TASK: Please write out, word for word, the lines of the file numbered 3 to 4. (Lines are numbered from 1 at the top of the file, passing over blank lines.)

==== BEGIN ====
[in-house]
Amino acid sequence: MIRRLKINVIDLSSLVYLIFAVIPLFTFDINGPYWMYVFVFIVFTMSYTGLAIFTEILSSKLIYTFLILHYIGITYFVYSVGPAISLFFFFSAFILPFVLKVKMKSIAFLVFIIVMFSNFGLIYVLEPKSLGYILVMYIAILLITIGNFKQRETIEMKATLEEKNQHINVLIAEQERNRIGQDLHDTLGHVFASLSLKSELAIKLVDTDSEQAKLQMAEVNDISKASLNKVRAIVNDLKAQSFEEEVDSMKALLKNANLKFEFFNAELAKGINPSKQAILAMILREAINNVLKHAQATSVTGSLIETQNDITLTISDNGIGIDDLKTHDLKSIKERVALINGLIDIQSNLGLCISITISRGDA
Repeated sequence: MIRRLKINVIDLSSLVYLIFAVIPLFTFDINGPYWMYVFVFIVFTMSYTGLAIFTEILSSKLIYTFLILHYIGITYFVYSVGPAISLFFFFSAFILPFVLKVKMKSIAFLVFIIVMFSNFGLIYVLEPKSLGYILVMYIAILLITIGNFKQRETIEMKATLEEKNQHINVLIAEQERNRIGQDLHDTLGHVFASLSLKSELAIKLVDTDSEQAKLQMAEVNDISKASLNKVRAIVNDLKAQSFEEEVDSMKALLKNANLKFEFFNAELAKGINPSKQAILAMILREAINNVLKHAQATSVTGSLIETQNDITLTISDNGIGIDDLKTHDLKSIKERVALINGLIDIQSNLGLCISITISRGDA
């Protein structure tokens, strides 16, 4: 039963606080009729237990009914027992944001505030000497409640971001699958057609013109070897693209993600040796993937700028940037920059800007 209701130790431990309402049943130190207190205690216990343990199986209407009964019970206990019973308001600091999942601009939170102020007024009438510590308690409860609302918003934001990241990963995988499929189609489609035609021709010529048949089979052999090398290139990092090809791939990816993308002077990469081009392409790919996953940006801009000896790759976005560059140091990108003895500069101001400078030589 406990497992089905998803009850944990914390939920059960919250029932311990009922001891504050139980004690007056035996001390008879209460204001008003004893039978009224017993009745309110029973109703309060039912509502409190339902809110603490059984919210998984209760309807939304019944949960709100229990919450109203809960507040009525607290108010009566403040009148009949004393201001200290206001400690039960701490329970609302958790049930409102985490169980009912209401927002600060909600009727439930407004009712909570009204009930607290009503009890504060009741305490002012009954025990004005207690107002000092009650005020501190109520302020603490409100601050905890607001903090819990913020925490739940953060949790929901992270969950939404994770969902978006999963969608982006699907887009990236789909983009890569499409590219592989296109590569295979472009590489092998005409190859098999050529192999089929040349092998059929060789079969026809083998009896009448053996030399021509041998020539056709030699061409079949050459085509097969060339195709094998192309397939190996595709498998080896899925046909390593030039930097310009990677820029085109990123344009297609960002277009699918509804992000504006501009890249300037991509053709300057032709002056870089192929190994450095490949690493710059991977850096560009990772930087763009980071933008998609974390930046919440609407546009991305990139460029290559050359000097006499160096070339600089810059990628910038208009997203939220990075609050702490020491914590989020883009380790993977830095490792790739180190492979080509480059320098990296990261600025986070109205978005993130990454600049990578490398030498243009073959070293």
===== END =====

Repeated sequence: MIRRLKINVIDLSSLVYLIFAVIPLFTFDINGPYWMYVFVFIVFTMSYTGLAIFTEILSSKLIYTFLILHYIGITYFVYSVGPAISLFFFFSAFILPFVLKVKMKSIAFLVFIIVMFSNFGLIYVLEPKSLGYILVMYIAILLITIGNFKQRETIEMKATLEEKNQHINVLIAEQERNRIGQDLHDTLGHVFASLSLKSELAIKLVDTDSEQAKLQMAEVNDISKASLNKVRAIVNDLKAQSFEEEVDSMKALLKNANLKFEFFNAELAKGINPSKQAILAMILREAINNVLKHAQATSVTGSLIETQNDITLTISDNGIGIDDLKTHDLKSIKERVALINGLIDIQSNLGLCISITISRGDA
């Protein structure tokens, strides 16, 4: 039963606080009729237990009914027992944001505030000497409640971001699958057609013109070897693209993600040796993937700028940037920059800007 209701130790431990309402049943130190207190205690216990343990199986209407009964019970206990019973308001600091999942601009939170102020007024009438510590308690409860609302918003934001990241990963995988499929189609489609035609021709010529048949089979052999090398290139990092090809791939990816993308002077990469081009392409790919996953940006801009000896790759976005560059140091990108003895500069101001400078030589 406990497992089905998803009850944990914390939920059960919250029932311990009922001891504050139980004690007056035996001390008879209460204001008003004893039978009224017993009745309110029973109703309060039912509502409190339902809110603490059984919210998984209760309807939304019944949960709100229990919450109203809960507040009525607290108010009566403040009148009949004393201001200290206001400690039960701490329970609302958790049930409102985490169980009912209401927002600060909600009727439930407004009712909570009204009930607290009503009890504060009741305490002012009954025990004005207690107002000092009650005020501190109520302020603490409100601050905890607001903090819990913020925490739940953060949790929901992270969950939404994770969902978006999963969608982006699907887009990236789909983009890569499409590219592989296109590569295979472009590489092998005409190859098999050529192999089929040349092998059929060789079969026809083998009896009448053996030399021509041998020539056709030699061409079949050459085509097969060339195709094998192309397939190996595709498998080896899925046909390593030039930097310009990677820029085109990123344009297609960002277009699918509804992000504006501009890249300037991509053709300057032709002056870089192929190994450095490949690493710059991977850096560009990772930087763009980071933008998609974390930046919440609407546009991305990139460029290559050359000097006499160096070339600089810059990628910038208009997203939220990075609050702490020491914590989020883009380790993977830095490792790739180190492979080509480059320098990296990261600025986070109205978005993130990454600049990578490398030498243009073959070293």